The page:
Yet, Germany has found allies in the European Parliament: the neoloberals of ALDE Group. Blindly adopting the German argumentation, ALDE-Chaiman and ex Belgian MP Guy Verhofstadt urged:

 

An angry Spaniard reminded Verhofstatd of “EU’s moral obligations”:


 

KTG’s report on WWII Reparations here, and here.

Charter of Paris for New Europe

 

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11 comments

  1. All the analyses of legal and other experts on the subject which I have read (I particularly recommend Prof. Albrecht Ritschl from the LSE) said that the war reparations are like beating a dead horse whereas the forced loan is a legitimate issue. The German parliament has calcualted the value of that loan around 7 BEUR today and the Greek parliament, so I have read, about 10-11 BEUR. So anyone who talks about 162 BEUR (or even more) is ludicrous and destroys his own credibility.

    Additionally, I would recommend some restraint on the Greek side when it comes to blaming all destruction and suffering during the 1940s on the Germans. I have read quite a bit about the Greek Civil War and the common denominator in all books and video documentations was that the damage of the Civil War was hard to calculate but “suffice it to say that both the material and humanitarian damage were much greater than that of the occupation”.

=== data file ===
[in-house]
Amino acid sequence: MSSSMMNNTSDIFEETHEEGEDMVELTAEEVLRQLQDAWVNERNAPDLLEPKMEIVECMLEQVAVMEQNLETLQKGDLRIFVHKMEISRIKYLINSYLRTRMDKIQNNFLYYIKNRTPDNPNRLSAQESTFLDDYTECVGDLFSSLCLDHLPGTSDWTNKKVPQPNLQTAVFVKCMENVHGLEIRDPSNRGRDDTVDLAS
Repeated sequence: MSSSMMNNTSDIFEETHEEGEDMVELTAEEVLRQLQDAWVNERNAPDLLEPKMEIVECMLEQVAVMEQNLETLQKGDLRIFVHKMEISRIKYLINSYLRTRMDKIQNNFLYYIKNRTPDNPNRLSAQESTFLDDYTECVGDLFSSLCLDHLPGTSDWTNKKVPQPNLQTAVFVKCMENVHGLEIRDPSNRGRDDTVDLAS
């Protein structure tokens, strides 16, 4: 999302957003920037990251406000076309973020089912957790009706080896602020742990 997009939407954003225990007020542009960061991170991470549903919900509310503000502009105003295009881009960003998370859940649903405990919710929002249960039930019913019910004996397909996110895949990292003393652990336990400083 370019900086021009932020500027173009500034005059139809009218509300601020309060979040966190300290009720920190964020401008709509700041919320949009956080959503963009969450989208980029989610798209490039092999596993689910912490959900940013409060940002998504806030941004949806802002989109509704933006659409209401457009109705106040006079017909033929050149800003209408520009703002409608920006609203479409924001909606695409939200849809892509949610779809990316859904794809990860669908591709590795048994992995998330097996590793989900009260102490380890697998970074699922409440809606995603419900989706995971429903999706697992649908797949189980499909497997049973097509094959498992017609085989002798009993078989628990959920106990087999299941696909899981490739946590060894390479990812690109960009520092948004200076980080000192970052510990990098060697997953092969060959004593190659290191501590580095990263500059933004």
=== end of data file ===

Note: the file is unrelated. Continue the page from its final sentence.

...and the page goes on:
Now, to preempt the accusation that I am a Nazi in disguise, let me say that I am Austrian (a country first excluded by Bismarck from the German Nation and then occupied by Germany). More importantly, I have spent about half of my adult life in America and/or with Americans. There it was engrained on me that playing the victim’s role, always blaming others for one’s misery, etc., is nothing but a self-inflicted disorder. And whenever there was discussion about that at College, ancient Greeks were cited with “know thyself; accept thyself”. I rest my case.

    • “Greek Civil War damages bigger than Nazi occupation”? Nix da, Klaus!

      • I know, and I can understand, that one has tried to eradicate this tragic period from memory. Austria did the same thing with its Nazi-past. Of all the books I have read, I have quoted from C. M. Woodhouse’s “The struggle for Greece 1941-49”. Woodhouse seemed to me the most objective source. He had been Britain’s liason with ELAS/EDES from the start. He clearly sympathized with ELAS during their first years and even later he tried to explain ELAS in the context of social unfairness. Not to mention the fact that he was an eternal admirerer of Greece and Greeks. He obviously defended Britain’s policies officially but when one listens to his interviews, one can hear between the lines that he thought the Brits were wrong. I could buy the argument that without the occupation there might not have been a Civil War but I cannot accept the position that all which matters happened in the first half of the 1940s and the second half should be ignored.